Amyotrophic lateral sclerosis (ALS) is most often classified as sporadic. Because there is no known genetic explanation for the majority of cases of ALS, physicians, and other healthcare experts have long investigated the potential environmental influences that may lead to the development of this devastating degenerative disorder.
The authors of a recent study published in Muscle Nerve aimed to better understand the etiology of sporadic ALS through the study of 188 patients diagnosed with ALS. The researchers recruited ALS patients and then evaluated them for their potential exposure to different types of environmental stimuli that could potentially be harmful and help to explain ALS development. The patients were assessed, for instance, on issues relating to their behaviors, lifestyles, and occupations, and data on the frequency of their exposures, as well as the time and duration of their exposures before ALS diagnosis were also incorporated into the analysis.
The results of the study showed that head trauma increased risk for ALS, especially when head injuries had occurred at least 10 years prior to the development of ALS symptoms.Similarly, severe electrical burns also increased the risk for ALS, and those who had endured the burns at least 10 years prior to symptom onset or who had experienced the burns after the age of 30 appeared at higher ALS risk.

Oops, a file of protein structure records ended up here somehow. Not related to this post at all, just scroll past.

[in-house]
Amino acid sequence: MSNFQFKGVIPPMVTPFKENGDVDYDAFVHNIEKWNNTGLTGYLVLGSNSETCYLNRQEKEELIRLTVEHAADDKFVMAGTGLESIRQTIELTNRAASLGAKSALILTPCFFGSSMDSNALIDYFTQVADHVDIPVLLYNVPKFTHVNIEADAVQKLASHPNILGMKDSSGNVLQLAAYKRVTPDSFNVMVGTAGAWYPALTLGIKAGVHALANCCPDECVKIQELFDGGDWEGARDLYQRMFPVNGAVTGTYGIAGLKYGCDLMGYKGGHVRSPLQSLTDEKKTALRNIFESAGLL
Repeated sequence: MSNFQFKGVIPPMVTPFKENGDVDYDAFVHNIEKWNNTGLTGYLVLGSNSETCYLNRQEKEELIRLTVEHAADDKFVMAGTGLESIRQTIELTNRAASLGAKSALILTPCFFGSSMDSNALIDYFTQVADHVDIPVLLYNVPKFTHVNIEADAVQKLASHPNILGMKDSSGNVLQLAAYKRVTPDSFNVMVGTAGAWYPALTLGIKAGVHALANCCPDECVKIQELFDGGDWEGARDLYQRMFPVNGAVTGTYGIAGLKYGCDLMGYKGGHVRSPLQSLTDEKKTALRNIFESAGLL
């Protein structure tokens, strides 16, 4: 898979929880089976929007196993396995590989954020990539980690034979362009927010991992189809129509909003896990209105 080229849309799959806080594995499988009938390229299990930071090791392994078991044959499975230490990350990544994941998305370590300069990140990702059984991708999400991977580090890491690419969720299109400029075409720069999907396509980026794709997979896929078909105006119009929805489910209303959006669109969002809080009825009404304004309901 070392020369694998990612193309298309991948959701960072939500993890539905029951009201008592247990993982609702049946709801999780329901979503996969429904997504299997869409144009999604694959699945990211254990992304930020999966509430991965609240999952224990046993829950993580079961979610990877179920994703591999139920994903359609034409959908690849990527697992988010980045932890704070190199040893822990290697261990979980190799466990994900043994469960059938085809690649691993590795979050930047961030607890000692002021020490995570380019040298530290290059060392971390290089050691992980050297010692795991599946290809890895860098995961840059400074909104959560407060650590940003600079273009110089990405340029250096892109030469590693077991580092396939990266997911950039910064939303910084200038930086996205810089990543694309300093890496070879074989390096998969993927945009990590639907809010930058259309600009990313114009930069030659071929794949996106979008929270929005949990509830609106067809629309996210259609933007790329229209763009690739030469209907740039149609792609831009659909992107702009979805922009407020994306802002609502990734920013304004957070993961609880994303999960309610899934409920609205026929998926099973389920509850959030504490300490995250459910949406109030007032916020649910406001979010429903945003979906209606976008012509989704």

Other critical factors that appeared to play a potential role in the risk for ALS were jobs in certain industries, such as in the mechanics or construction industries as well as in painting. People who had been subjected to lead 2 decades ago or more appeared at higher risk for ALS than those who were more recently exposed to lead.
While much more research is needed to understand why and how sporadic ALS occurs, data such as the ones presented here help to fill in gaps in our knowledge of what environmental factors may increase vulnerability to ALS. As we gain a better understanding of the types of exposures that are problematic and the mechanisms by which they can cause ALS, we will be better able to develop preventative and treatment strategies for this disease.
Andrew, A.S. (2020). Risk factors for amyotrophic lateral sclerosis: A regional U.S. case-control study. Muscle Nerve, doi: 10.1002/mus.27085